Fellow am Max-Weber-Institut für Soziologie, Ruprecht-Karls-Universität Heidelberg
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In this presentation, Elisabeth Becker will draw from the narratives through which her book Mosques in the Metropolis: Incivility, Caste, and Contention in Europe (2021) took shape: bringing the ideas, hopes, and challenges faced by 20th century Jews in Europe into conversation with the ideas, hopes and challenges faced by Muslim populaces in Europe, today. Rooted in ethnographies of two mosques in Berlin and London, she will trace a discourse of incivility that casts Muslims, like Jews before them, as European insider-outsiders (in Georg Simmel’s terms, strangers) perceived, in their liminality, as threatening the social order. At the same time, the stories of her interlocutors (and also the echoing voices of 20th century Jewish thinkers like Walter Benjamin and Hannah Arendt) allow Becker to illuminate the agency of Muslim Europeans in shaping the social worlds around them, and contesting their associations with incivility. Unsettling the so-called “Muslim question” that dominates conversations about the (im)possibilities of Muslim (and Islam’s) belonging to Europe—echoing the so-called “Jewish question” of the 20th century—she will come to focus on the unsettled and unsettling question of Europe.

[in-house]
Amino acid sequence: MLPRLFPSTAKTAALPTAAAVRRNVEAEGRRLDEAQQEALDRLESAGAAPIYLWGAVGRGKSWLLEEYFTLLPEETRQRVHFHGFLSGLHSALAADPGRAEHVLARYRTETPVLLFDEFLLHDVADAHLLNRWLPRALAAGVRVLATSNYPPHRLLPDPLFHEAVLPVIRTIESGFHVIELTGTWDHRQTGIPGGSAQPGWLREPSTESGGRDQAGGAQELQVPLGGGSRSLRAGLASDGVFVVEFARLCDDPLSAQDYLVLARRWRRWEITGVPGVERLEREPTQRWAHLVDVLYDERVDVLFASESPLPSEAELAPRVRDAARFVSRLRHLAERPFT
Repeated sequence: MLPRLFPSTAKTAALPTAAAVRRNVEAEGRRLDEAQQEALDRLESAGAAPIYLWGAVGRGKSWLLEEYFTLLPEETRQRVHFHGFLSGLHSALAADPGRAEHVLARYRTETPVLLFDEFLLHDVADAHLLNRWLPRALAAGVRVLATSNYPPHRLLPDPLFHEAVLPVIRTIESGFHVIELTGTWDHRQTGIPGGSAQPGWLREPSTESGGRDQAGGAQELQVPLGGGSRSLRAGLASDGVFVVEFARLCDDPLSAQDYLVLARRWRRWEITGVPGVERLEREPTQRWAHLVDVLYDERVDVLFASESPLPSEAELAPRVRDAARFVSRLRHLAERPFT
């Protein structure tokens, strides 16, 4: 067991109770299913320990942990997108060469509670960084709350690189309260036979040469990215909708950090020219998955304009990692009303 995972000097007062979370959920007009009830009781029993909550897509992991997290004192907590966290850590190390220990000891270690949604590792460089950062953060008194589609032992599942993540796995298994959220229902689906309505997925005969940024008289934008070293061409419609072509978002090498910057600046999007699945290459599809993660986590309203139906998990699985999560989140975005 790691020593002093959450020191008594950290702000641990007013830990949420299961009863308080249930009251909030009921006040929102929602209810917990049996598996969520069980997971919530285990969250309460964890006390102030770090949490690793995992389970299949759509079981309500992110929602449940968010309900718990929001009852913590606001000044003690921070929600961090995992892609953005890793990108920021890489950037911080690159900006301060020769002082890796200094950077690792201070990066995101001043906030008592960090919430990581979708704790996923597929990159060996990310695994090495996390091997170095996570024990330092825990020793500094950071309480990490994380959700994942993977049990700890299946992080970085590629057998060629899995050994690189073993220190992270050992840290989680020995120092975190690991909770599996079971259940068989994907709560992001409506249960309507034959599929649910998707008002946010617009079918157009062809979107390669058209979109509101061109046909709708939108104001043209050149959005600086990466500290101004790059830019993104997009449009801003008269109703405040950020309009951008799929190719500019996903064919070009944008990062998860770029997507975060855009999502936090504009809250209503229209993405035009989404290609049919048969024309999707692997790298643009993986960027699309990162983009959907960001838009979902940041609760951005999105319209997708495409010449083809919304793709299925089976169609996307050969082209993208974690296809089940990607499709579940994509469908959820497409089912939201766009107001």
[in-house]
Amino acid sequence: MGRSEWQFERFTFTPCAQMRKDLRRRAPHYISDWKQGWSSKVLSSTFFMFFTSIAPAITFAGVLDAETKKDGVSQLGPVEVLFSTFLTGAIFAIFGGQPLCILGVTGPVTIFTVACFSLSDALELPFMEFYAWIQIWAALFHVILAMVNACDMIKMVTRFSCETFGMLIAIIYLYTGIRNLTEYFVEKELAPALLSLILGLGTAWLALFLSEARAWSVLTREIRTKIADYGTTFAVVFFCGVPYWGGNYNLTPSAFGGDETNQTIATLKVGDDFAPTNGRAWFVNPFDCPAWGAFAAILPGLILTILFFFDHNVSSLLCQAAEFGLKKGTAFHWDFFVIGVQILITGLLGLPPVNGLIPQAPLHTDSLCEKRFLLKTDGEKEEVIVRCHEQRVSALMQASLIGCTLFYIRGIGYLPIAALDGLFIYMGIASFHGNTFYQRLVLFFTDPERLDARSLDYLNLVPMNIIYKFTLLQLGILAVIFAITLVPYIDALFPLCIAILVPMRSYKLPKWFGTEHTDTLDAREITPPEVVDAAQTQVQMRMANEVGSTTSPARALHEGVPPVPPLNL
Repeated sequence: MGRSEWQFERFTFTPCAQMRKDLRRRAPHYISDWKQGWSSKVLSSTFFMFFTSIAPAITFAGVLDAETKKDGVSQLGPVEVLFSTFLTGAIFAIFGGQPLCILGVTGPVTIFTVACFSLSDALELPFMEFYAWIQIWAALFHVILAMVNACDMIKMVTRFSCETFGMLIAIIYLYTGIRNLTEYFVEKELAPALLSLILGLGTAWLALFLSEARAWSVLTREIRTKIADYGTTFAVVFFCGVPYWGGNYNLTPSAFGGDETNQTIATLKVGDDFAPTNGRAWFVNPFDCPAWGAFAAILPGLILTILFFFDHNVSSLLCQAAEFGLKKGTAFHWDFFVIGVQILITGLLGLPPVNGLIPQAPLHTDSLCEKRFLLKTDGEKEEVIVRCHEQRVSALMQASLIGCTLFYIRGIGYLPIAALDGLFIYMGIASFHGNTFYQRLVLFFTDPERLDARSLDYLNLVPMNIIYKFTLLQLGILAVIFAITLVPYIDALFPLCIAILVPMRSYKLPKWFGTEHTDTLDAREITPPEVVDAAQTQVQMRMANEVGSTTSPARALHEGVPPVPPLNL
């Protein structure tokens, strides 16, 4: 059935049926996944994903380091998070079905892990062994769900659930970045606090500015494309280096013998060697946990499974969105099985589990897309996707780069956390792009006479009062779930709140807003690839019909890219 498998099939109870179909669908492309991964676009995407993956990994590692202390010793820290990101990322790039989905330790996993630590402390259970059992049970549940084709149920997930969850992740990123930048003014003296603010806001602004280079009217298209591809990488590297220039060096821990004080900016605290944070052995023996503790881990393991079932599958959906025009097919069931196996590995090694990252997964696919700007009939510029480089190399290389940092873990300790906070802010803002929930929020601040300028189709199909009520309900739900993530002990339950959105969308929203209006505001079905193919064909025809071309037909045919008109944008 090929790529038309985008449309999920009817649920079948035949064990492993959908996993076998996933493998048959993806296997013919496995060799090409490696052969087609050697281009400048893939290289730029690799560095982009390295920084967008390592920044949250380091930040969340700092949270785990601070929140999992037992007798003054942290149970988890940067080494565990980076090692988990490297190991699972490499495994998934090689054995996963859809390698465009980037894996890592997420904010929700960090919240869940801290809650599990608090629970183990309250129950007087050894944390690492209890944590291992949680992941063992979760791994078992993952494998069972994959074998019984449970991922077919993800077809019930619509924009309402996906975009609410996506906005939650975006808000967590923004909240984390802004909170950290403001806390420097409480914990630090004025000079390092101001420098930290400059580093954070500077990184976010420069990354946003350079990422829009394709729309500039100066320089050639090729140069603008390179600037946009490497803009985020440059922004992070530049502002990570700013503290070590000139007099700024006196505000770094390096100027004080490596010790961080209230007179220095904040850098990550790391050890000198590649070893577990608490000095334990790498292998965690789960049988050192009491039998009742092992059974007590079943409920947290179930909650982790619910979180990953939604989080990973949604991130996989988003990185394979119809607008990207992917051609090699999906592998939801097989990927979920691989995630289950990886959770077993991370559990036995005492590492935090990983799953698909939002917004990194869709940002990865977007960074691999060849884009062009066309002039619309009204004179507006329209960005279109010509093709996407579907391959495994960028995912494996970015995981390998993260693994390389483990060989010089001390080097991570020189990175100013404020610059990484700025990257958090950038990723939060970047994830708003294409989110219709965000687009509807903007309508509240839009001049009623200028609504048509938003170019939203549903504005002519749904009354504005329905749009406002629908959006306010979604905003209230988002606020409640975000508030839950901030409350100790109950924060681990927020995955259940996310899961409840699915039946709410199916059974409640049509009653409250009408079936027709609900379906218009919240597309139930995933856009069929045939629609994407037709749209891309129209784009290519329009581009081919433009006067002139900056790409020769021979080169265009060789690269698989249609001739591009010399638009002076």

Elisabeth Becker is a Freigeist Fellow at the Max-Weber-Institute for Sociology, Heidelberg University. She is a cultural sociologist trained at Cornell University (BA in Sociology), Oxford University (MSc in Forced Migration and Refugee Studies), and Yale University (MPhil and PhD in Sociology). Elisabeth Becker previously held an Ad Astra/Assistant Professor position in Sociology at University College Dublin, and a Post-Doctoral Fellowship with the Religion & Its Publics project and the Institute for Advanced Studies in Culture at the University of Virginia.